New NASA Research Group Dedicated to Finding Alien Life in the Universe
Our quest to find alien life in the universe has long been a human fascination. While we have scanned the stars and sent probes out to the far reaches of our solar system, we have yet to find any indication that we are not alone in the universe. However, a new NASA research team is hoping to change all of that.
The Center for Life Detection Science (CLDS) is a new team set to launch out of Silicon Valley that will focus on finding concrete answers as to how life began on Earth, and whether it could exist in other areas of the universe. The team will operate out of NASA’s Ames Research Center in Mountain View, and will bring together experts in fields such as biology, astrophysics, and the physical sciences.
Lead researcher Tori Hoehler, says “The search for life beyond Earth cannot be a one-size-fits-all approach… to give ourselves the best shot at success, we need to develop tools and strategies that are tailored to detecting life in the unique conditions of other worlds, which are very different not only from Earth but also from each other.” She continues, “We now have the scientific and engineering expertise to address this profound question [are we alone?] with the clarity of scientific evidence — and we have a great community of scientists ready for that grand challenge.”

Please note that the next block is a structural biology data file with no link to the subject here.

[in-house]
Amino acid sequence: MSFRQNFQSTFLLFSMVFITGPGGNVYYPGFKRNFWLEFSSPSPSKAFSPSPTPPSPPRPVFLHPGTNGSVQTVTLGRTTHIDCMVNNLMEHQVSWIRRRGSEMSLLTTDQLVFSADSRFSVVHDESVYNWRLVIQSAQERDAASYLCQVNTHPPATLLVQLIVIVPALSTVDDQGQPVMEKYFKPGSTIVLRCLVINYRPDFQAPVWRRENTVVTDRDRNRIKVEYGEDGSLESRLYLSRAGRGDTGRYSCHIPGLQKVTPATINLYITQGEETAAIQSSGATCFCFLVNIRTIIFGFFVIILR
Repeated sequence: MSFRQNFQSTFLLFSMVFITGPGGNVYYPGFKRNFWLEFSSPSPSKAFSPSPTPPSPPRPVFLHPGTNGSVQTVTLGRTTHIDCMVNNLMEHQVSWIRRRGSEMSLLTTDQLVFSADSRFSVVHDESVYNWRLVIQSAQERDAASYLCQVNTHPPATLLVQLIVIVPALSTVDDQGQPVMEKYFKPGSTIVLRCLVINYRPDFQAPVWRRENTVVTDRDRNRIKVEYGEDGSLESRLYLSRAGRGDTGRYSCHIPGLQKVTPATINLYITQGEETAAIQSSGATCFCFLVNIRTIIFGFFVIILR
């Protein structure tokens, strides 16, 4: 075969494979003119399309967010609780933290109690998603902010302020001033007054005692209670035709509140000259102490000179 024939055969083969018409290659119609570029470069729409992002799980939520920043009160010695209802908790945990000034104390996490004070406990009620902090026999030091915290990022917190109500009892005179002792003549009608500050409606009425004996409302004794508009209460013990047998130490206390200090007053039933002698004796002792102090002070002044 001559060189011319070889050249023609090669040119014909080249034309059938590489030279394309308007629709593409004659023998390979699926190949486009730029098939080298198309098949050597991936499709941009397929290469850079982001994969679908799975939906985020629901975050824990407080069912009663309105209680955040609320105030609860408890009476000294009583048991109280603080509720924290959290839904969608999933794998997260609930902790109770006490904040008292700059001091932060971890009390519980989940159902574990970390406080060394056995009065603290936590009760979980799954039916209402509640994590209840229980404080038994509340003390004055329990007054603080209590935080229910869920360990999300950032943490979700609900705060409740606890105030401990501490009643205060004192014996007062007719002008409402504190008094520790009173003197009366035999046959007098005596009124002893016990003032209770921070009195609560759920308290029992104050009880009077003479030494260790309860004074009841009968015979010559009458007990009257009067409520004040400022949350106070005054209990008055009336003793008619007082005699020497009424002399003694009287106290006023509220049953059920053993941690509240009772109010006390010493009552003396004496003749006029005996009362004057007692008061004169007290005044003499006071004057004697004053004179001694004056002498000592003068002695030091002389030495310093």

The CLDS will play a central role in establishing a new consortium of researchers working in tandem with NASA to begin driving research and planning missions on how to best invest NASA resources to solve the mysteries of life in the universe. Some proposed tasks of the research team include developing technologies that are more precise at being able to detect life on far-away planets, giving us the ability to find and study exotic biomolecules that may not exist on Earth.
Researchers at the CLDS will be joined by other researchers from Georgetown University and the Georgia Institute of Technology. These teams will pursue research in the likelihood of life existing a long time ago in our solar system, and how we can recognize the “fingerprints of life.” Eventually, there is hope that these teams will be involved in designing and executing future space missions that will increase our overall understanding of the final frontier, and blaze the way for new space exploration.